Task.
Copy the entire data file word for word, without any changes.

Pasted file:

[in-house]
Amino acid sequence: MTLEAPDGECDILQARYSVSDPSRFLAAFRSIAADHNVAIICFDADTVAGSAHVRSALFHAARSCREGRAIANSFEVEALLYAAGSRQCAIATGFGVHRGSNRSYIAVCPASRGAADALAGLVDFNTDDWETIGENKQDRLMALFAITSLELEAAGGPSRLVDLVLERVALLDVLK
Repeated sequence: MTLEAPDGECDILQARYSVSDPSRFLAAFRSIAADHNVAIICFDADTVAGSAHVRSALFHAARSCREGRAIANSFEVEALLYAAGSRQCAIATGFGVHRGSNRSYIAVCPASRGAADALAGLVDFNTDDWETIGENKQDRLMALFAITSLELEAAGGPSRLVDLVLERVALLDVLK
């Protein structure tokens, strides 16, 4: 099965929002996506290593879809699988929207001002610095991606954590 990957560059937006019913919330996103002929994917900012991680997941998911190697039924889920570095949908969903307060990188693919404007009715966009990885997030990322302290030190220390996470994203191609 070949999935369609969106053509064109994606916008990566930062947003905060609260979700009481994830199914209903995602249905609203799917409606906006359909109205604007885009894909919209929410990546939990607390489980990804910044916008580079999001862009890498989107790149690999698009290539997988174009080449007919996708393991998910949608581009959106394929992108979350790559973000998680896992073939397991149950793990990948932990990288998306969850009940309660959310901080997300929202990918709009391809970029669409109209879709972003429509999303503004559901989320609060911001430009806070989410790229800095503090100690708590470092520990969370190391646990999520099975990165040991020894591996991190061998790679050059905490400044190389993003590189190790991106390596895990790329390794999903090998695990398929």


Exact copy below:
[in-house]
Amino acid sequence: MTLEAPDGECDILQARYSVSDPSRFLAAFRSIAADHNVAIICFDADTVAGSAHVRSALFHAARSCREGRAIANSFEVEALLYAAGSRQCAIATGFGVHRGSNRSYIAVCPASRGAADALAGLVDFNTDDWETIGENKQDRLMALFAITSLELEAAGGPSRLVDLVLERVALLDVLK
Repeated sequence: MTLEAPDGECDILQARYSVSDPSRFLAAFRSIAADHNVAIICFDADTVAGSAHVRSALFHAARSCREGRAIANSFEVEALLYAAGSRQCAIATGFGVHRGSNRSYIAVCPASRGAADALAGLVDFNTDDWETIGENKQDRLMALFAITSLELEAAGGPSRLVDLVLERVALLDVLK
């Protein structure tokens, strides 16, 4: 099965929002996506290593879809699988929207001002610095991606954590 990957560059937006019913919330996103002929994917900012991680997941998911190697039924889920570095949908969903307060990188693919404007009715966009990885997030990322302290030190220390996470994203191609 070949999935369609969106053509064109994606916008990566930062947003905060609260979700009481994830199914209903995602249905609203799917409606906006359909109205604007885009894909919209929410990546939990607390489980990804910044916008580079999001862009890498989107790149690999698009290539997988174009080449007919996708393991998910949608581009959106394929992108979350790559973000998680896992073939397991149950793990990948932990990288998306969850009940309660959310901080997300929202990918709009391809970029669409109209879709972003429509999303503004559901989320609060911001430009806070989410790229800095503090100690708590470092520990969370190391646990999520099975990165040991020894591996991190061998790679050059905490400044190389993003590189190790991106390596895990790329390794999903090998695990398929």